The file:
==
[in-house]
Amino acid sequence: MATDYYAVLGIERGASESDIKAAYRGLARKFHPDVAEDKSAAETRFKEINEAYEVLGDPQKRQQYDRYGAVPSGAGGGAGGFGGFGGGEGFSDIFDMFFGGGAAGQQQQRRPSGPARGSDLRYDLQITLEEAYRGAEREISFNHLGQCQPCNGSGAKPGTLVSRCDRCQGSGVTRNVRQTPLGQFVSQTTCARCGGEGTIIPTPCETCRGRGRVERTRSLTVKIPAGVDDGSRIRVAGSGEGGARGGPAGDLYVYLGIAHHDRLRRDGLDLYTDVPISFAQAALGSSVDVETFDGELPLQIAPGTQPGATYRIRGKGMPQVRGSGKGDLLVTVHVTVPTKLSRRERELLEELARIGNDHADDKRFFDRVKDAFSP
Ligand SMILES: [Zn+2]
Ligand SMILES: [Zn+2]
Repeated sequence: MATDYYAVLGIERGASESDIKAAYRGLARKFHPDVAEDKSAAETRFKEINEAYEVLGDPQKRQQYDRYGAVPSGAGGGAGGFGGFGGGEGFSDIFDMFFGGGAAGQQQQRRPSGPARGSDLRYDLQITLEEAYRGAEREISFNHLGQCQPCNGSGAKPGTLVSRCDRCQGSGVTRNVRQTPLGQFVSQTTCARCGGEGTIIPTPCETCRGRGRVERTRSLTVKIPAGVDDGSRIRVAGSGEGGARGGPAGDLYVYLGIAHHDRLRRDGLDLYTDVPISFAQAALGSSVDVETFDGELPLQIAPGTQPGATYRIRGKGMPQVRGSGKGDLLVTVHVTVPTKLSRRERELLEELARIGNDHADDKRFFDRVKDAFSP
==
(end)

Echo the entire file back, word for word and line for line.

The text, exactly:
[in-house]
Amino acid sequence: MATDYYAVLGIERGASESDIKAAYRGLARKFHPDVAEDKSAAETRFKEINEAYEVLGDPQKRQQYDRYGAVPSGAGGGAGGFGGFGGGEGFSDIFDMFFGGGAAGQQQQRRPSGPARGSDLRYDLQITLEEAYRGAEREISFNHLGQCQPCNGSGAKPGTLVSRCDRCQGSGVTRNVRQTPLGQFVSQTTCARCGGEGTIIPTPCETCRGRGRVERTRSLTVKIPAGVDDGSRIRVAGSGEGGARGGPAGDLYVYLGIAHHDRLRRDGLDLYTDVPISFAQAALGSSVDVETFDGELPLQIAPGTQPGATYRIRGKGMPQVRGSGKGDLLVTVHVTVPTKLSRRERELLEELARIGNDHADDKRFFDRVKDAFSP
Ligand SMILES: [Zn+2]
Ligand SMILES: [Zn+2]
Repeated sequence: MATDYYAVLGIERGASESDIKAAYRGLARKFHPDVAEDKSAAETRFKEINEAYEVLGDPQKRQQYDRYGAVPSGAGGGAGGFGGFGGGEGFSDIFDMFFGGGAAGQQQQRRPSGPARGSDLRYDLQITLEEAYRGAEREISFNHLGQCQPCNGSGAKPGTLVSRCDRCQGSGVTRNVRQTPLGQFVSQTTCARCGGEGTIIPTPCETCRGRGRVERTRSLTVKIPAGVDDGSRIRVAGSGEGGARGGPAGDLYVYLGIAHHDRLRRDGLDLYTDVPISFAQAALGSSVDVETFDGELPLQIAPGTQPGATYRIRGKGMPQVRGSGKGDLLVTVHVTVPTKLSRRERELLEELARIGNDHADDKRFFDRVKDAFSP